Recent laboratory tests found so much mercury in tuna sushi from 20 Manhattan stores and restaurants that at most of them, a regular diet of six pieces a week would exceed the levels considered acceptable by the Environmental Protection Agency.

Sushi from 5 of the 20 places had mercury levels so high that the Food and Drug Administration could take legal action to remove the fish from the market. The sushi was bought by The New York Times in October.

“No one should eat a meal of tuna with mercury levels like those found in the restaurant samples more than about once every three weeks," said Dr. Michael Gochfeld, professor of environmental and occupational medicine at the Robert Wood Johnson Medical School in Piscataway, N.J.

Dr. Gochfeld analyzed the sushi for The Times with Dr. Joanna Burger, professor of life sciences at Rutgers University. He is a former chairman of the New Jersey Mercury Task Force and also treats patients with mercury poisoning.

The owner of a restaurant whose tuna sushi had particularly high mercury concentrations said he was shocked by the findings. “I’m startled by this,” said the owner, Drew Nieporent, a managing partner of Nobu Next Door. “Anything that might endanger any customer of ours, we’d be inclined to take off the menu immediately and get to the bottom of it.”

Although the samples were gathered in New York City, experts believe similar results would be observed elsewhere.

“Mercury levels in bluefin are likely to be very high regardless of location,” said Tim Fitzgerald, a marine scientist for Environmental Defense, an advocacy group that works to protect the environment and improve human health.

Most of the restaurants in the survey said the tuna The Times had sampled was bluefin.

In 2004 the Food and Drug Administration joined with the Environmental Protection Agency to warn women who might become pregnant and children to limit their consumption of certain varieties of canned tuna because the mercury it contained might damage the developing nervous system. Fresh tuna was not included in the advisory. Most of the tuna sushi in the Times samples contained far more mercury than is typically found in canned tuna.

Over the past several years, studies have suggested that mercury may also cause health problems for adults, including an increased risk of cardiovascular disease and neurological symptoms.

Dr. P. Michael Bolger, a toxicologist who is head of the chemical hazard assessment team at the Food and Drug Administration, did not comment on the findings in the Times sample but said the agency was reviewing its seafood mercury warnings. Because it has been four years since the advisory was issued, Dr. Bolger said, “we have had a study under way to take a fresh look at it.”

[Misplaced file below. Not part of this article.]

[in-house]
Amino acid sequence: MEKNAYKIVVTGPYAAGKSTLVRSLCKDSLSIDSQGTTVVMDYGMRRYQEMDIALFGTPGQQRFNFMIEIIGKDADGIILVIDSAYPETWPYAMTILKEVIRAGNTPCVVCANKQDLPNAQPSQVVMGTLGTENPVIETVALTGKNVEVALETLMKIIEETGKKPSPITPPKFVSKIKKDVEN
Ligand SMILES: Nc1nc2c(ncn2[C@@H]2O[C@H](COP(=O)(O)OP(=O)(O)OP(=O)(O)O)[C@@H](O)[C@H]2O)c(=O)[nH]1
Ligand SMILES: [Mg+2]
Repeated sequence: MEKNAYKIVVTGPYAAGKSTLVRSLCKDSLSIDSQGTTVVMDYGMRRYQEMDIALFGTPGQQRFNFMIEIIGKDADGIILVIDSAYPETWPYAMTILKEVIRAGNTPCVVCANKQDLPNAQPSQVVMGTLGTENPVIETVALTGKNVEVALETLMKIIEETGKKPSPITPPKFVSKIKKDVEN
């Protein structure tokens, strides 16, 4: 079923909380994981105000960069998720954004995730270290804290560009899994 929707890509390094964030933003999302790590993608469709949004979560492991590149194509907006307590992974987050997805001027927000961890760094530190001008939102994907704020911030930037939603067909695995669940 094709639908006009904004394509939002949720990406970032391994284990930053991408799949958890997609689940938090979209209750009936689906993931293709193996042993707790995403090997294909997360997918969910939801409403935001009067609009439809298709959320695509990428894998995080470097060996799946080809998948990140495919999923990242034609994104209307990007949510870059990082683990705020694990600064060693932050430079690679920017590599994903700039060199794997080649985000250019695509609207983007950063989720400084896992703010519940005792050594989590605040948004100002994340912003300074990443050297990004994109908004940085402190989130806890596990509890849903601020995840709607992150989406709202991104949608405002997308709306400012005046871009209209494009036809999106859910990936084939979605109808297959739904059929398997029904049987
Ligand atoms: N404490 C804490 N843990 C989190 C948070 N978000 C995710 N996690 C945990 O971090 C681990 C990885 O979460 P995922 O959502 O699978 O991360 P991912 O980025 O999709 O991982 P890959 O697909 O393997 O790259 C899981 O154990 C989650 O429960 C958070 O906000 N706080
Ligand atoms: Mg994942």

No government agency regularly tests seafood for mercury.

Tuna samples from the Manhattan restaurants Nobu Next Door, Sushi Seki, Sushi of Gari and Blue Ribbon Sushi and the food store Gourmet Garage all had mercury above one part per million, the “action level” at which the F.D.A. can take food off the market. (The F.D.A. has rarely, if ever, taken any tuna off the market.) The highest mercury concentration, 1.4 parts per million, was found in tuna from Blue Ribbon Sushi. The lowest, 0.10, was bought at Fairway.

When told of the newspaper’s findings, Andy Arons, an owner of Gourmet Garage, said: “We’ll look for lower-level-mercury fish. Maybe we won’t sell tuna sushi for a while, until we get to the bottom of this.” Mr. Arons said his stores stocked yellowfin, albacore and bluefin tuna, depending on the available quality and the price.

At Blue Ribbon Sushi, Eric Bromberg, an owner, said he was aware that bluefin tuna had higher mercury concentrations. For that reason, Mr. Bromberg said, the restaurant typically told parents with small children not to let them eat “more than one or two pieces.”

Koji Oneda, a spokesman for Sushi Seki, said the restaurant would talk to its fish supplier about the issue. A manager at Sushi of Gari, Tomi Tomono, said it warned pregnant women and regular customers who “love to eat tuna” about mercury levels. Mr. Tomono also said the restaurant would put warning labels on the menu “very soon.”

Scientists who performed the analysis for The Times ran the tests several times to be sure there was no mistake in the levels of methylmercury, the form of mercury found in fish tied to health problems.